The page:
N9PUZ on Why CW?

On the HamRadioHelpGroup mailing list, when a ham asked, “Why should I learn Morse Code if it is no longer required?” Tim, N9PUZ replied:

  • Why do you learn how to operate RTTY, PSK-31, etc.?
  • It’s one more way to have fun with Amateur Radio
  • If you’re a DX chaser it may be the only way to get that rare
    country.
  • If you’re a contester you usually get more points for a CW contact
    than you do a phone contact.
  • Many of us talk on the phone or stare at a computer all day. The music that is CW can make a nice way top relax at the end of the day.

Comments

  1. It’s also the most efficient in terms of bandwidth. So you can almost always squeeze a CW signal into a crowded and busy band. When I operated from the UK, I found that when the bands were open, the SSB portions were wall-to-wall signals, and whenever I managed to squeeze between two SSB signals, I was promptly told that I was covering up another station in QSO. So I routinely used the CW bands to make QSOs – it was often either that or not make QSOs at all.

  2. CW and PSK31 rock!

    It’s also the most efficient in terms of bandwidth. So you can almost always squeeze a CW signal into a crowded and busy band. When I operated from the UK, I found that when the bands were open, the SSB portions were wall-to-wall signals, and whenever I managed to squeeze between two SSB signals, I was promptly told that I was covering up another station in QSO. So I routinely used the CW bands to make QSOs – it was often either that or not make QSOs at all.

  3. Ha! one of the best reasons to learn Morse Code is that is more fun than is probably legal. There is a bit of a learning curve to it , but working CW is nothing short of a blast.

  4. I also think it’s like listening to a good piece of music and I’ve found quite a few CW/musicians on the air. It must have something to do with certain parts of the brain?
    It’s also SO simple but effective. I worked a guy recently, that was disabled and in a wheelchair sending with his left foot! Worked just fine!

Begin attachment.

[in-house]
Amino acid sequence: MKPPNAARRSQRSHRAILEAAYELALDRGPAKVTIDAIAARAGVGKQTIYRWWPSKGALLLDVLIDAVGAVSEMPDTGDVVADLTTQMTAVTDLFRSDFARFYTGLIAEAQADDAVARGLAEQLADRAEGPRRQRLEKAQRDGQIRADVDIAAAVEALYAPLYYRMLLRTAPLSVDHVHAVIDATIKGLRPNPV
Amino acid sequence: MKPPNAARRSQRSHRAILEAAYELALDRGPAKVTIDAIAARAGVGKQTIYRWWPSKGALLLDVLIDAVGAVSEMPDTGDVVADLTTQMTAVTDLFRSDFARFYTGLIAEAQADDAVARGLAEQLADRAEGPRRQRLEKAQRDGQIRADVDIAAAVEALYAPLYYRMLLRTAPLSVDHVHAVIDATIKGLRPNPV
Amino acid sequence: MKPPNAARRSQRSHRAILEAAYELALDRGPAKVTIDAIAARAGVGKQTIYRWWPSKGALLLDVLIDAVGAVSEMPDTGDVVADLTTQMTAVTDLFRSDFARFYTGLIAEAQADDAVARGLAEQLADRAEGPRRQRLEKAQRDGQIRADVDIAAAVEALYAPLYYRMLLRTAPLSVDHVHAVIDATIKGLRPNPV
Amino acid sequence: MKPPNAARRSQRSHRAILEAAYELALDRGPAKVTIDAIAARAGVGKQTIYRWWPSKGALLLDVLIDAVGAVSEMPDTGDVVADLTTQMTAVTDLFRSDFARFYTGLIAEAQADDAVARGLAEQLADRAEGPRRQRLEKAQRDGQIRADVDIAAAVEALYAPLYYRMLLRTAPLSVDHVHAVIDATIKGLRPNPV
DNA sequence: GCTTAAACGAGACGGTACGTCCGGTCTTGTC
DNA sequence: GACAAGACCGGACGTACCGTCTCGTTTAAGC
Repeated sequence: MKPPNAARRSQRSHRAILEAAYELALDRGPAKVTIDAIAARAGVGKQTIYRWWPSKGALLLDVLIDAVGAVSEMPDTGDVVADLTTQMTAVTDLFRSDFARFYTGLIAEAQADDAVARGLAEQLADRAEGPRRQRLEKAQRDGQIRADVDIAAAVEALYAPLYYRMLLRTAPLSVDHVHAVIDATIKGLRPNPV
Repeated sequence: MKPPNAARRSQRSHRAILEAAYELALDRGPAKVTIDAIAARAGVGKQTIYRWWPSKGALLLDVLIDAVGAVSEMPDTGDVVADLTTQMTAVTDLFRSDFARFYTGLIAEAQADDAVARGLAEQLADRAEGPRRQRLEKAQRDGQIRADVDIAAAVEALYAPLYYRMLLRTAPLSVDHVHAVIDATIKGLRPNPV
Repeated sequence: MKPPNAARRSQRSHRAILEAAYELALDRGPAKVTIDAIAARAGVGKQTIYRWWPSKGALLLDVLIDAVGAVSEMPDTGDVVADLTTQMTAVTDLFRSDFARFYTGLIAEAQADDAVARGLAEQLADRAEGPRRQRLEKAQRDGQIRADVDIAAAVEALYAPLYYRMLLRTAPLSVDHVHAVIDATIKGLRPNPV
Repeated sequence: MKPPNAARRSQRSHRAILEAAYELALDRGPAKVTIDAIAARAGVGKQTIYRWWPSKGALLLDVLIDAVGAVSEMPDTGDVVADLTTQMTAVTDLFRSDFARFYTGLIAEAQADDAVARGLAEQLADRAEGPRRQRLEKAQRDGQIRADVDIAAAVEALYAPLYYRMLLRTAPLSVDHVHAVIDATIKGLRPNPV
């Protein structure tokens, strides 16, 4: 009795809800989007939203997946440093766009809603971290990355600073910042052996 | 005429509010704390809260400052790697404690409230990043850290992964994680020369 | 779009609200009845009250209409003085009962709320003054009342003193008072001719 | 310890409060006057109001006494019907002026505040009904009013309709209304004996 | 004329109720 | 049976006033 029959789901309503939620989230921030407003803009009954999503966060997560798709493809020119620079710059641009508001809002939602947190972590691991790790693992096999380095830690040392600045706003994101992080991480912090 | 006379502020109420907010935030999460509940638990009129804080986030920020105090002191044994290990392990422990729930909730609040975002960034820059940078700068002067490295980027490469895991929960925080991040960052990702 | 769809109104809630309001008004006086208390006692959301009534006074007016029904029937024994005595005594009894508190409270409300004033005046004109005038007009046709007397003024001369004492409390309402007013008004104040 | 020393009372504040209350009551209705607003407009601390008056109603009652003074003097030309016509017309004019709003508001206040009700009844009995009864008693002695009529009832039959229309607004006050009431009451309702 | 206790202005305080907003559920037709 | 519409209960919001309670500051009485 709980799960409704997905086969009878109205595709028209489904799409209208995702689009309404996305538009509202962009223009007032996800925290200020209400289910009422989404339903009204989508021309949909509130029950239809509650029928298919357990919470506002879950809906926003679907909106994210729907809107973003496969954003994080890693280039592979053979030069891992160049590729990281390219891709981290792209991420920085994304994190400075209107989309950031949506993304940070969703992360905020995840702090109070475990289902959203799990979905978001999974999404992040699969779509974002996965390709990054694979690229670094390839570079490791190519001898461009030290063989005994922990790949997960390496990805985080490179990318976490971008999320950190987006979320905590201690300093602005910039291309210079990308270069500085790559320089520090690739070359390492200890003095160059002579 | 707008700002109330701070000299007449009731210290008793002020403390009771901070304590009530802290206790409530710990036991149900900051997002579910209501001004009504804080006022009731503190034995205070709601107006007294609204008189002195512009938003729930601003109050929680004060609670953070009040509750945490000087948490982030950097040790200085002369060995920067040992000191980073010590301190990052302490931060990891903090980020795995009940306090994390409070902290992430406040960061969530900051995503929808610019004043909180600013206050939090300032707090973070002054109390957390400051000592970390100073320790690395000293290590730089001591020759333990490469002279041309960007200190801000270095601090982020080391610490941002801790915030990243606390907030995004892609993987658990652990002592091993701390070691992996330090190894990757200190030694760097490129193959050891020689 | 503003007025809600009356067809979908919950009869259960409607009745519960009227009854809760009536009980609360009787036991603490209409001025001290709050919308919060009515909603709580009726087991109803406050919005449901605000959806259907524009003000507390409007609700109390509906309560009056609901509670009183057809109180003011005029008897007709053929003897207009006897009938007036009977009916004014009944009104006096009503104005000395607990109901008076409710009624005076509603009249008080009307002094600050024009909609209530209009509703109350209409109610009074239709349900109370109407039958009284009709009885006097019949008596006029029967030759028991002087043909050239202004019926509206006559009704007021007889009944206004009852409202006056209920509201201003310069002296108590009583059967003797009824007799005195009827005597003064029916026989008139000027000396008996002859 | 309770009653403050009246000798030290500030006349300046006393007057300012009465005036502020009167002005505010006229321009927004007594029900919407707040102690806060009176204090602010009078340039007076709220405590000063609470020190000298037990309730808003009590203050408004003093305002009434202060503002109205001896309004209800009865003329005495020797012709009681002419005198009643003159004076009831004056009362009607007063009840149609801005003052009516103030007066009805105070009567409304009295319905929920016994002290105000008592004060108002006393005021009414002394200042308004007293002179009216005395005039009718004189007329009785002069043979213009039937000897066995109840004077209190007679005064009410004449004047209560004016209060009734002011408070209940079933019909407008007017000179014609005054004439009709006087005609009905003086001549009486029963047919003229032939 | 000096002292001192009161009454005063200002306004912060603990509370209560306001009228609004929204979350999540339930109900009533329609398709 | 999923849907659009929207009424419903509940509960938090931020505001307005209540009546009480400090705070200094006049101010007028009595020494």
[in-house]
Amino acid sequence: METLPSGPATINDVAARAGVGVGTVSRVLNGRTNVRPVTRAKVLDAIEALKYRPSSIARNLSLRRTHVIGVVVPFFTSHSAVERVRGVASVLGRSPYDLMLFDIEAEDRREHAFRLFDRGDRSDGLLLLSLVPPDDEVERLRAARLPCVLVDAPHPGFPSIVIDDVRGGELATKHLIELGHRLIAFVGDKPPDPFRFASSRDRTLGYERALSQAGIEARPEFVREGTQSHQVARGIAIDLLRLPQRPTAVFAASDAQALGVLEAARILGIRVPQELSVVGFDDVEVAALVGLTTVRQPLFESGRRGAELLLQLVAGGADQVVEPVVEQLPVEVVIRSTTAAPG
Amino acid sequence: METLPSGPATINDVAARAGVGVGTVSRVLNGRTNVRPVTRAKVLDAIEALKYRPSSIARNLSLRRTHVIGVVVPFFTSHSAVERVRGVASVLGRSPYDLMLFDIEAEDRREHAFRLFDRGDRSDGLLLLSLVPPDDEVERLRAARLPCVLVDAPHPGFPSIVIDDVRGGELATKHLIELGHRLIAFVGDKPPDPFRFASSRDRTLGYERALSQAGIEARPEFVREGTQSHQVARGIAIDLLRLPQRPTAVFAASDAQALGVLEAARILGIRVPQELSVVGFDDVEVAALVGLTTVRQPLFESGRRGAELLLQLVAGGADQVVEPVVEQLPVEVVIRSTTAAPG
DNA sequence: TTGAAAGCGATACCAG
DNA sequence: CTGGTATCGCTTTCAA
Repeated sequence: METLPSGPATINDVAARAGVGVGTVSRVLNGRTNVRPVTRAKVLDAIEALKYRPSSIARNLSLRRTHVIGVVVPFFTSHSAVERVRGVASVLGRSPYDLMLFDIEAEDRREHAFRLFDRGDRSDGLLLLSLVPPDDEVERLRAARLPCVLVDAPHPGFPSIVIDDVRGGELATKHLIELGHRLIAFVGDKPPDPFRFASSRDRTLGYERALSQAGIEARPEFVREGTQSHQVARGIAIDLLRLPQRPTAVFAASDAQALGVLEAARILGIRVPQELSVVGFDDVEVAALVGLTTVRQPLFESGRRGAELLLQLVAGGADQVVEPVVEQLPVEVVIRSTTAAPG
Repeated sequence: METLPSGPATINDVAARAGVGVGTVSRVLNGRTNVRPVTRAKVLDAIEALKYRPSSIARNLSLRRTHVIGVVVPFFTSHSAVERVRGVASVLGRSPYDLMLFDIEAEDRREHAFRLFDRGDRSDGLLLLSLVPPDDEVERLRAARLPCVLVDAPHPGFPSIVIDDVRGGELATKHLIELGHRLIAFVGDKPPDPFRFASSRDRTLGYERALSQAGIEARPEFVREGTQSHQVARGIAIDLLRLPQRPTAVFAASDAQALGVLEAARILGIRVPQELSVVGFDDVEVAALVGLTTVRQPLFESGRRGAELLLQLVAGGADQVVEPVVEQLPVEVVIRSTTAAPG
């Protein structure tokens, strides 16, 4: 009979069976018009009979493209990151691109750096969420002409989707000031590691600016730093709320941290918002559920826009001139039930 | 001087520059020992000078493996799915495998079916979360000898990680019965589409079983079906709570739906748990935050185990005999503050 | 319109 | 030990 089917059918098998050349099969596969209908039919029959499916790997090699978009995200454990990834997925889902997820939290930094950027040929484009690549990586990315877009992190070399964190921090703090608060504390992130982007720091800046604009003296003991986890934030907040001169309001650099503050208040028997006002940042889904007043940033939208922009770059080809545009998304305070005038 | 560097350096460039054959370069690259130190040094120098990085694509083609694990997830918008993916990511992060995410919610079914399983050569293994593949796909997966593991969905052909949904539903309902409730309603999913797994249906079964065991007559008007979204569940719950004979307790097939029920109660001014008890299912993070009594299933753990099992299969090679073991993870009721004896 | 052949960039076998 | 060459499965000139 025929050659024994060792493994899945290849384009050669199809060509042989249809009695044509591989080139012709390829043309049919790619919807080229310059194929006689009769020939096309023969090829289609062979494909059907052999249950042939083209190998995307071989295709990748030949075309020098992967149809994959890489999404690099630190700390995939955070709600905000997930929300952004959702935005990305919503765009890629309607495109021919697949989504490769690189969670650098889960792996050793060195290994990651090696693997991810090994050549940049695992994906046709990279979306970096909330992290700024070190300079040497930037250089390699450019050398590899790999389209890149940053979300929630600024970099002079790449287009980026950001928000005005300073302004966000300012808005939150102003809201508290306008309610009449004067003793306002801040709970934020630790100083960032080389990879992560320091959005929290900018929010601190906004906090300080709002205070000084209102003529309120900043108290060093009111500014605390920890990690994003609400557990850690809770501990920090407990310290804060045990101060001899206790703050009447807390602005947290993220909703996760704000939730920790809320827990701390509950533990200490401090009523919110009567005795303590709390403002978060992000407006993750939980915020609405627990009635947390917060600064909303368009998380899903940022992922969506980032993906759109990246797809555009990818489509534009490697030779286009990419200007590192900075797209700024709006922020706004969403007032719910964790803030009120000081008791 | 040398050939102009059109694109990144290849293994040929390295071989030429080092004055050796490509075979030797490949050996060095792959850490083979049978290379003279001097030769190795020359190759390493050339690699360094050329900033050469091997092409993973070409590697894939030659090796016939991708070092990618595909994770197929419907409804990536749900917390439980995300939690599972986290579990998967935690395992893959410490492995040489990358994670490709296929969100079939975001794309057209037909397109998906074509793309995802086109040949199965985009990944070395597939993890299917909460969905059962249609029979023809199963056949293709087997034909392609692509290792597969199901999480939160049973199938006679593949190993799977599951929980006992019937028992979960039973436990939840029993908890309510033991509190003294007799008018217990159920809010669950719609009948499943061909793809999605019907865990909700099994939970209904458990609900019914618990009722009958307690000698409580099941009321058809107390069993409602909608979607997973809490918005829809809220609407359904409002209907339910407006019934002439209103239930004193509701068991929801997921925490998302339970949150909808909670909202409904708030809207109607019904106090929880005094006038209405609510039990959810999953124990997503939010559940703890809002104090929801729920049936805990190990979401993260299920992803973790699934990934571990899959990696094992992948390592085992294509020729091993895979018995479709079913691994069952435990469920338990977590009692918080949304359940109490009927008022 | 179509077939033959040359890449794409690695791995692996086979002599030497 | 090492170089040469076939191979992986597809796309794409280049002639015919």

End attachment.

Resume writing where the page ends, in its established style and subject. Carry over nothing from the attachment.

Puzzling….glad it’s not mandatory now but feel bad for those that don’t use it. They’re missing a really great part of Ham radio.

  5. Hi, Dan! I enjoy CW, too, but I’m really leaving this comment because I couldn’t find any way to send you an email. I’d like to invite you to take a look at my blog, garage-shoppe.com. I’ve just started actively blogging within the last couple of months, but already have some posts you might find interesting. I also manufacture and sell a software-defined radio, the LD-1A from Lazy Dog Engineering.

    73,
    Pete Goodmann, NI9N
    http://www.lazydogengineering.com
    garage-shoppe.com
    Inconveniently located 110 km. from Radioville, Indiana

  6. David Brodbeck N8SRE says:

    I tried operating CW when I was first licensed, and didn’t enjoy it much, but I was pretty young at the time. I’m tempted to give it another shot, but my skills have atrophied to the point that I’m faced with learning it all over again! Wish I hadn’t sold off my Gordon West tapes…

    • Dan KB6NU says:

      You don’t need those tapes, Dave. There are several resources that are available for free:

      The G4FON CW Trainer. If you have a PC, download this program.
      K7QO Code Course. This set of .mp3 files walk you through learning the code. If you don’t want to download the entire 700 Mbyte CD-ROM image, I can burn one for you.
      Learn CW Online. If you don’t have a PC or an mp3 player, try this website.

      One of these should do the trick for you.

  7. John KC8ZTJ says:

    Learn CW Online is very effective, and best of all, free.

  8. David Brodbeck N8SRE says:

    Thanks, Dan! The MP3 files sound great, because I can load them on my iPod and practice on the bus.

  9. David Brodbeck N8SRE says:

    Been working with the MP3s for a week now, mostly during my bus commute. I’m surprised how rapidly I’m picking it back up.

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